The Solomon Islands–an idyllic 1,000-island archipelago just northeast of Australia–is about as picturesque as surf destinations come. North and south-facing reef passes produce world-class waves, the water is crystal clear and, if you’re lucky, you could surf a week without ever running into a crowd. But as paradisal as the region may look at a glance, the Solomon Islands’ geographic location has made the country vulnerable to devastating tsunamis, earthquakes and coastal erosion (the latter due to extremely fast rates of sea level rise). And unfortunately, the country now has another environmental concern on its hands.
On February 5, during Cyclone Oma, a ship carrying 770 tons of heavy fuel ran aground on Rennell Island–one of the country’s most southern islands and, according to UNESCO, the largest coral atoll in the world. At some point since then, oil has been spilling from the cargo ship at a worrying speed and has now spread along more than 3 miles of coastline, creeping closer and closer to the World Heritage site of East Rennell located just a short distance from the marooned ship. Over 75 tons of oil has seeped into surrounding waters and Australia’s Department of Foreign Affairs and Trade estimates that there’s a high risk of the remaining hundreds of tons doing the same.
As you can imagine, the leakage hasn’t resulted in anything positive for the island’s local population. According to the Guardian, “a thick oily blanket of tar covers the surface of the water and coats beaches, rockpools, logs and leaves,” and dead fish are seen floating in the nearby bay. Children have been warned not to swim in the ocean and fishing has been banned for the time being–a huge hit to many local people who rely on the fishing sector for food and employment. The gross slick has also penetrated coastal drinking wells, driving residents to drink collected rainwater. Some people have even been burned from the oil in an attempt to clean up the mess.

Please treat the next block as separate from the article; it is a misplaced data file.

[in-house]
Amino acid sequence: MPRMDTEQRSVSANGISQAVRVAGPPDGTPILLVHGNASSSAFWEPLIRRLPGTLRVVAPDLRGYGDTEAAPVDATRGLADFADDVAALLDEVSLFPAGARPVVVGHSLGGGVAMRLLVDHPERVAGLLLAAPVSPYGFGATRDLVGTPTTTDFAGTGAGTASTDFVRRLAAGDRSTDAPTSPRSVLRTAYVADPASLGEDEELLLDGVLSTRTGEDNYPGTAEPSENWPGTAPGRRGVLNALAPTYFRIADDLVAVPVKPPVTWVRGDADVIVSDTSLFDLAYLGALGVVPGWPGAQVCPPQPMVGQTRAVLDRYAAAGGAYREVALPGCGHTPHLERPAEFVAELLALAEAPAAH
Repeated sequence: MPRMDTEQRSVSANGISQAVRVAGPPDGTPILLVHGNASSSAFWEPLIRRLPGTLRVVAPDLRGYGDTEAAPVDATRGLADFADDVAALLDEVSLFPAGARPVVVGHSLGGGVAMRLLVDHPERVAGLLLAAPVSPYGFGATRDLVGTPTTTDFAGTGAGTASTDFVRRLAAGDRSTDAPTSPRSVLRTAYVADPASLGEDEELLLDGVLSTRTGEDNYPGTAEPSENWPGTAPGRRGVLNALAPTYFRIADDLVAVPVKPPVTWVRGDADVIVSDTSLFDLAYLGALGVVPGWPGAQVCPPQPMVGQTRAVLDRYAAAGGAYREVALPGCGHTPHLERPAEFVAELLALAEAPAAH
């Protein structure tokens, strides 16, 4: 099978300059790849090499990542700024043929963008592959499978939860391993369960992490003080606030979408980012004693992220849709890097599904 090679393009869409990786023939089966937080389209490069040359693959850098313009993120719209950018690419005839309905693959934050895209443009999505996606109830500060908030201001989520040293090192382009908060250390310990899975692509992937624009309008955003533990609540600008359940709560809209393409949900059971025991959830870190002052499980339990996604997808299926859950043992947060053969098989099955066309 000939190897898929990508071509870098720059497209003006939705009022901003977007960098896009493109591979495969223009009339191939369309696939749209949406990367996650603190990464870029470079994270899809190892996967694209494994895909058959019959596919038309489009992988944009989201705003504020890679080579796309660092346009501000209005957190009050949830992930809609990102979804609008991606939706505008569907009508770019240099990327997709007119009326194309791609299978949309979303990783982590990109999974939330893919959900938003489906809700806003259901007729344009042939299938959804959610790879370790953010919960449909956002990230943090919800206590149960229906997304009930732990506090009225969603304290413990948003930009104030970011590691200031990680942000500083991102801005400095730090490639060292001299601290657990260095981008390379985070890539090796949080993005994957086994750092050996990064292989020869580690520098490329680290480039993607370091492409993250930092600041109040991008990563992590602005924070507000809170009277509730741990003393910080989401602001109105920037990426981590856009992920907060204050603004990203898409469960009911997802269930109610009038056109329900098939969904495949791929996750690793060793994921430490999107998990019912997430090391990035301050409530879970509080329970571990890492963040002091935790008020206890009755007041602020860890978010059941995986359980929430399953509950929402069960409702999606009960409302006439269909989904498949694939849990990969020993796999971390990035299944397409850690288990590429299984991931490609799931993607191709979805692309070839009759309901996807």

And what’s being done to stop the leakage you ask? Apparently not much. The ship, named the Solomon Trader, is owned by South Express Ltd, a Hong Kong-based shipping and charter company. According to the Sydney Morning Herald, Australia has been putting pressure on its owner and various other companies involved to take responsibility for the spill. So far the ship’s insurer (a South Korean firm named Korea P&I) has disposed a salvage crew, but the spill only continues to worsen.